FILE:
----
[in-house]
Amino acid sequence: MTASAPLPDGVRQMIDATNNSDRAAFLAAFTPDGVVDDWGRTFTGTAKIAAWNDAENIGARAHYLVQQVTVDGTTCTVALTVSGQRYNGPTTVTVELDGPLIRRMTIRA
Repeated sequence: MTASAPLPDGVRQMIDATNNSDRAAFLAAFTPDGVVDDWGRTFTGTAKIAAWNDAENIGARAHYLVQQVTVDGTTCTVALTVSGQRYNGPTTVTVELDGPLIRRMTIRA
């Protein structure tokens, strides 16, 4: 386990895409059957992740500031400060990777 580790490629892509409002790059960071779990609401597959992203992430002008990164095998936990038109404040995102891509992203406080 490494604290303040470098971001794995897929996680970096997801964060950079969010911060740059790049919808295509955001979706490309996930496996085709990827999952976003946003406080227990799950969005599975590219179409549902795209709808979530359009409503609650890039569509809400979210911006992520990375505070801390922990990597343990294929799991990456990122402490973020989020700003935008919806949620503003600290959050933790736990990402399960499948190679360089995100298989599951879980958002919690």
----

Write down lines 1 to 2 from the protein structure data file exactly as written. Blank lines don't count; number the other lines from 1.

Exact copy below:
[in-house]
Amino acid sequence: MTASAPLPDGVRQMIDATNNSDRAAFLAAFTPDGVVDDWGRTFTGTAKIAAWNDAENIGARAHYLVQQVTVDGTTCTVALTVSGQRYNGPTTVTVELDGPLIRRMTIRA